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    Figure 3. DHA metabolites formation and function in the brain.

    Maresin 1(MaR1), neuroprotectin D1(NPD1), and resolvins are produced from DHA by human 12-LOX, 15-LOX, and CYP or aspirin-treated COX-2 enzymatically. These metabolites have multiple functions in the brain, which have been mentioned in the boxes. DHA is metabolized by the P450 system, cyclooxygenase, and lipoxygenase enzymes under different metabolic conditions.

    Anti-inflammatory activities of EFOX and neuroprostanes protect neuroinflammation in various diseases, such as Parkinson’s disease and Alzheimer ’s disease [39][40][41]. Another DHA derivative, docosahexaenoyl ethanolamide, improves mood, pain, inflammation status, hunger, and glucose uptake by the brain endocannabinoid system [42][43][44][45][46][47]. The function of DHA metabolites is summarized inTable 1.

    Table 1. Functions of DHA and ARA metabolites.
    Metabolites Name Biological Effects
    DHA Metabolites Maresins Resolution of inflammation, wound healing, analgesic effects
    Protectins Resolution of inflammation, neuroprotection
    Resolvins Resolution of inflammation and wound healing
    Electrophilic oxo-derivatives (EFOX) of DHA Anti-inflammatory, anti-proliferative effects
    Epoxides Anti-hypertensive, analgesic actions
    Neuroprostanes Cardio-protection, wound healing
    DHA conjugates Ethanolamines and glycerol esters Neural development, immunomodulation, metabolic effects
    Branched fatty acid esters of hydroxy fatty acids (FAHFA) Immuno-modulation, resolution of inflammation
    N-acyl amides Metabolic regulation, neuroprotection, neurotransmission
    ARA metabolites Lipoxins A4 Lowers neuroinflammation by inhibiting microglial activation
      Lipoxins B4 Promotes neuroprotection from acute and chronic injuries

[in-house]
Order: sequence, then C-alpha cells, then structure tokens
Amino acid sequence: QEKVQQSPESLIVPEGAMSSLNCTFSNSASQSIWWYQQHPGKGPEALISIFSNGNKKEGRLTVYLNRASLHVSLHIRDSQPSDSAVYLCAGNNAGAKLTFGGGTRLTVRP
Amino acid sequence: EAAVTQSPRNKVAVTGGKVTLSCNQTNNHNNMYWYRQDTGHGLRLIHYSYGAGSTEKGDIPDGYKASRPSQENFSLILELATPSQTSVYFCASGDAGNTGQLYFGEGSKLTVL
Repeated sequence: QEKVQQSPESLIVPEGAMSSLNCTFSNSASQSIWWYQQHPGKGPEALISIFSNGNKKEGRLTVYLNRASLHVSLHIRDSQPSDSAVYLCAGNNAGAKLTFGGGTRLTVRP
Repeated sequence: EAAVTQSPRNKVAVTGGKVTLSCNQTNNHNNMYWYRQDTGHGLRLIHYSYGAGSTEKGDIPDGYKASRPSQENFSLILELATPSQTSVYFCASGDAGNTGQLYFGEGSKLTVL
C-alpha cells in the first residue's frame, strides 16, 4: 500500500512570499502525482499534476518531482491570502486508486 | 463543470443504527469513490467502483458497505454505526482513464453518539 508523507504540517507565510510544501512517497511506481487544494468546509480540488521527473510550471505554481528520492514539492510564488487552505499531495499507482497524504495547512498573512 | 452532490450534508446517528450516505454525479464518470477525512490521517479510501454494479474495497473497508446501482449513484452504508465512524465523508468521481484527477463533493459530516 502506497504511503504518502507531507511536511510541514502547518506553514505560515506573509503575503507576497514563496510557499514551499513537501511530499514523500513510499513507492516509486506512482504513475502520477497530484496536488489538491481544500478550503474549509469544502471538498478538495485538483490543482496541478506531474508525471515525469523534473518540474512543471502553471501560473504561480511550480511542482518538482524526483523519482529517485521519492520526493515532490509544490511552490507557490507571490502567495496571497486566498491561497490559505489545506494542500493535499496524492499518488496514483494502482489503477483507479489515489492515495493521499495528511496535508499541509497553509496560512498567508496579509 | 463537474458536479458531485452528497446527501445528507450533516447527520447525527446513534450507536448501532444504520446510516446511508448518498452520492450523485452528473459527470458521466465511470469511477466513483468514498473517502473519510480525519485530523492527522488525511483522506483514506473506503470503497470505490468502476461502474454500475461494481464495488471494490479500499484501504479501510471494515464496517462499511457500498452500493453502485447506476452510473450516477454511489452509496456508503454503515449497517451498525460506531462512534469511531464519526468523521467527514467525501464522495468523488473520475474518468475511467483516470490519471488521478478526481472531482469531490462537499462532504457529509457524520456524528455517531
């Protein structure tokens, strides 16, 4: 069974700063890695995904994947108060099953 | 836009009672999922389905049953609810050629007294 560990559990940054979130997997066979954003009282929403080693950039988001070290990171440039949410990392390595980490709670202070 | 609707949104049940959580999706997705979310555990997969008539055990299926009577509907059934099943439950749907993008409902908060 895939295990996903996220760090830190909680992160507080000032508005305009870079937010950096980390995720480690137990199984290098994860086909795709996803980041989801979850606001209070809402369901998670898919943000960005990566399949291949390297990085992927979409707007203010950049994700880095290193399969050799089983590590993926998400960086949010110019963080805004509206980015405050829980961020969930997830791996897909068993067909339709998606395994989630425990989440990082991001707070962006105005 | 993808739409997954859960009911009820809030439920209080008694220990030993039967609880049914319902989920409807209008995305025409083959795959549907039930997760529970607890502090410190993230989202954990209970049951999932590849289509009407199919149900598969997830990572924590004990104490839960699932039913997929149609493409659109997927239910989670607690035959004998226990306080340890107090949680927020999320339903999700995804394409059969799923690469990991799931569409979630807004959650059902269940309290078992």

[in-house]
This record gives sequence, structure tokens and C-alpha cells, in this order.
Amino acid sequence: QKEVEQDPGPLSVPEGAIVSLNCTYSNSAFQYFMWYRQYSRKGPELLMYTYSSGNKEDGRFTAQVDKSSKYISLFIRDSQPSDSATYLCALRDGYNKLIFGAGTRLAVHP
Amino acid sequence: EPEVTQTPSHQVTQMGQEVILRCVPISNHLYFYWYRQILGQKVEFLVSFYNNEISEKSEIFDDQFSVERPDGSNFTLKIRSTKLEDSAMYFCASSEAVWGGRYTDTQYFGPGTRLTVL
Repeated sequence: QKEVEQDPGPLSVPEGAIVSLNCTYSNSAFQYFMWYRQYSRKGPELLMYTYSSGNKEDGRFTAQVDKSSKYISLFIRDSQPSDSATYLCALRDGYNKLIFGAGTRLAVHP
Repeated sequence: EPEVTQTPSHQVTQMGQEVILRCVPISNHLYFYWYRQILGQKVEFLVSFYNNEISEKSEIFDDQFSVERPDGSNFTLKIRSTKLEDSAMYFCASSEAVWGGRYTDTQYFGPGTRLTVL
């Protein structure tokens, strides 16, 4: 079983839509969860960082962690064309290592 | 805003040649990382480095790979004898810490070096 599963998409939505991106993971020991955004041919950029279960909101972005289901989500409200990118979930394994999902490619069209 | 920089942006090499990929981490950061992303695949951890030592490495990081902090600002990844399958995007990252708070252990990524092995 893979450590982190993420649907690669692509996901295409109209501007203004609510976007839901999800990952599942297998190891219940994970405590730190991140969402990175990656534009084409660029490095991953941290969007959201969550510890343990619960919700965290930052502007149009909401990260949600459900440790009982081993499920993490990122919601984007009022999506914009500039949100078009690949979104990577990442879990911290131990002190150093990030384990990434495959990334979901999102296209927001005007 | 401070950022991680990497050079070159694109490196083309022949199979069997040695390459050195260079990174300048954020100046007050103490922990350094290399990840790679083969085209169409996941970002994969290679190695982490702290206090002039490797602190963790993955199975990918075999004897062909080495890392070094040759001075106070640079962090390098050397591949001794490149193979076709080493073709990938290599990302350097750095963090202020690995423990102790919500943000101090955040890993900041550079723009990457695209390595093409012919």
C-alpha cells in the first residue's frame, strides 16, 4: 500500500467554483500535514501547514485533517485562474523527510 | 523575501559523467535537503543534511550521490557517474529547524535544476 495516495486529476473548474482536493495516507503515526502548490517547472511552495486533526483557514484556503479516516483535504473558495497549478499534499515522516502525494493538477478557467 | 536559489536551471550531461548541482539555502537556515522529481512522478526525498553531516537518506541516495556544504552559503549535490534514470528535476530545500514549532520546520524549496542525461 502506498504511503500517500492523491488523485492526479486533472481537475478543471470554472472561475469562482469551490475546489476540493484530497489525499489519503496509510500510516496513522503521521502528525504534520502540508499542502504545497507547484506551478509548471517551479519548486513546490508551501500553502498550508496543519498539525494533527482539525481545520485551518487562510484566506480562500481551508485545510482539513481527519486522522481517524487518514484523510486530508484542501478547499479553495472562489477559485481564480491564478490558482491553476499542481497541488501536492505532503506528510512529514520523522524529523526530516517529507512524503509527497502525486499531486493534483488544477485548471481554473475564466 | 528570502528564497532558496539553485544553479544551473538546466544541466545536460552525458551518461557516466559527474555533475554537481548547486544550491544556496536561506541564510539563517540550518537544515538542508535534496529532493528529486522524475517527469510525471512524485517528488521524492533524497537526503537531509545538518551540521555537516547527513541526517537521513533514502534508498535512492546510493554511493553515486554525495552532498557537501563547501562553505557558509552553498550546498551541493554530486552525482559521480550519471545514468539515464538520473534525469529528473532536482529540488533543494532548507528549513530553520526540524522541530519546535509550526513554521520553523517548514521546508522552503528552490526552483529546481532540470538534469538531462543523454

DHA glyceryl ester regulates the intake of food and neuroinflammation, similarly to the way docosahexaenoyl ethanolamide uses the endocannabinoid system [48][49]. The endocannabinoid system plays an integral part in memory, cognition, and pain perception [50][51]. DHA conjugates via cannabinoid receptors reduce neuroinflammation and improve neurogenesis [52][53].

    DHA is involved in alleviating short-term stress, preventing anxiety and stress in later life [29][54]. DHA is reported to improve various psychiatric disorders such as schizophrenia, mood and anxiety disorders, obsessive-compulsive disorder, ADHD, autism, aggression, hostility and impulsivity, borderline personality disorder, substance abuse, and anorexia nervosa [55]. There is strong evidence that the consumption of marine fish reduces depression [56].

    DHA was also shown to improve depressive symptoms of bipolar disorder by increasing N-acetyl-aspartate brain levels without affecting mania [55]. Even IQ outcomes in children and cognitive function in the aging brain are improved by DHA supplementation [2][20]. DHA may modulate the metabolism of cholesterol and apolipoprotein E, lipid raft assembly, and the cell signaling system in Alzheimer’s disease [57][58]. DHA protects neuronal brain function by reducing NO production, calcium influx, and apoptosis while activating antioxidant enzymes such as glutathione peroxidase and glutathione reductase [59].

    3. DHA Deficiency in Utero and Human Brain Function

    DHA deficiency is linked with different brain disorders such as major depressive and bipolar disorder [60][61]. DHA levels are positively correlated with improved learning and memory and reduced neuronal loss [20]. DHA deficiency affects epigenetic development in the feto-placental unit [62][63]. The improvement in attention scores, adaptability to new surroundings, mental development, memory performance, and hand–eye coordination are associated with higher maternal DHA delivery to the fetal brain [5][64].

    DHA deficiency during pregnancy suggests the lower development of language learning skills in children [65]. DHA deficiency in the third trimester significantly causes preterm brain development due to the insufficient maternal consumption of n-3 fatty acids. Even following delivery, infants are entirely dependent on breast milk or formula milk for DHA and ARA. Reduced DHA consumption during this critical brain development period may influence brain functionalities in adult life [66].